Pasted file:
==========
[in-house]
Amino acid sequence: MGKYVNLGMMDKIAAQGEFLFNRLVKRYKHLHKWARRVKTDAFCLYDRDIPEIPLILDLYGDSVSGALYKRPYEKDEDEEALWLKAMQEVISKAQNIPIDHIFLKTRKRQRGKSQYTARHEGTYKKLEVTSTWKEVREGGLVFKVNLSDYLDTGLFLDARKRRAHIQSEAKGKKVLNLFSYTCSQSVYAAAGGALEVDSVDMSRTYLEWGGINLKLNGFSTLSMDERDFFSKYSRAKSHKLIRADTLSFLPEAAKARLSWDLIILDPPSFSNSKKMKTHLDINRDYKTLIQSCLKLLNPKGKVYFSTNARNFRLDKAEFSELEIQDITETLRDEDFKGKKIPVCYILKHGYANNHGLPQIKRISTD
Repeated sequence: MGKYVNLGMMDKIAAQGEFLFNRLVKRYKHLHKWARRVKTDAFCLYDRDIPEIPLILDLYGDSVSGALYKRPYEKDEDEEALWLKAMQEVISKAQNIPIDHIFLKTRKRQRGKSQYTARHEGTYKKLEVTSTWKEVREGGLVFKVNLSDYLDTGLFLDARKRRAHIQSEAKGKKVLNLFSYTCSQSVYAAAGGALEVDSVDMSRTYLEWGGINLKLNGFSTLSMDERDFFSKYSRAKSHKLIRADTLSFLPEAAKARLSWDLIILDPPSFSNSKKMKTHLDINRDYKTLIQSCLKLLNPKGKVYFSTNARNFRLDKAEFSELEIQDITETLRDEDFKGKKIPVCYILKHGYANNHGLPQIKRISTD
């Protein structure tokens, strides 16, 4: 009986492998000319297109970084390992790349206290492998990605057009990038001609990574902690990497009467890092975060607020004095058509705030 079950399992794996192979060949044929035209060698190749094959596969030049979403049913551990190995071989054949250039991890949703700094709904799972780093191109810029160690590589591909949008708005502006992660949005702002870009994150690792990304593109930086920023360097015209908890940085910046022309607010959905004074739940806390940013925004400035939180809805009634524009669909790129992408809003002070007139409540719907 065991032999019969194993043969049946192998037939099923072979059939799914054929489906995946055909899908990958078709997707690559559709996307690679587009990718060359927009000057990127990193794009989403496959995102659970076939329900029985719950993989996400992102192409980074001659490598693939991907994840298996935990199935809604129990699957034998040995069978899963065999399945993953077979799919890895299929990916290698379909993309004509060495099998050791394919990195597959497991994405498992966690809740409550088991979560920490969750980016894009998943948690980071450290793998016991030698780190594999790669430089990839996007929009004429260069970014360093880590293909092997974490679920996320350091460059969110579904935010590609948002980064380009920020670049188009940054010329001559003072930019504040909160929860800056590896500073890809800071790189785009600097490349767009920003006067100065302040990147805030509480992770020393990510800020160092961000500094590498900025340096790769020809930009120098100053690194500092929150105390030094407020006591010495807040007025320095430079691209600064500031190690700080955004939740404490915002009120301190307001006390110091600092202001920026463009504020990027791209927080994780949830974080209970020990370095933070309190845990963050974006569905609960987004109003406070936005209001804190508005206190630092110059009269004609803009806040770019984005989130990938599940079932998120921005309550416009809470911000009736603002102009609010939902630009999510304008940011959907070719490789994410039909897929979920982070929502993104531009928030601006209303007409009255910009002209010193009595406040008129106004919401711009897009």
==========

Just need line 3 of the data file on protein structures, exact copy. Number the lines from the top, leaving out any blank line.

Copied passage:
Repeated sequence: MGKYVNLGMMDKIAAQGEFLFNRLVKRYKHLHKWARRVKTDAFCLYDRDIPEIPLILDLYGDSVSGALYKRPYEKDEDEEALWLKAMQEVISKAQNIPIDHIFLKTRKRQRGKSQYTARHEGTYKKLEVTSTWKEVREGGLVFKVNLSDYLDTGLFLDARKRRAHIQSEAKGKKVLNLFSYTCSQSVYAAAGGALEVDSVDMSRTYLEWGGINLKLNGFSTLSMDERDFFSKYSRAKSHKLIRADTLSFLPEAAKARLSWDLIILDPPSFSNSKKMKTHLDINRDYKTLIQSCLKLLNPKGKVYFSTNARNFRLDKAEFSELEIQDITETLRDEDFKGKKIPVCYILKHGYANNHGLPQIKRISTD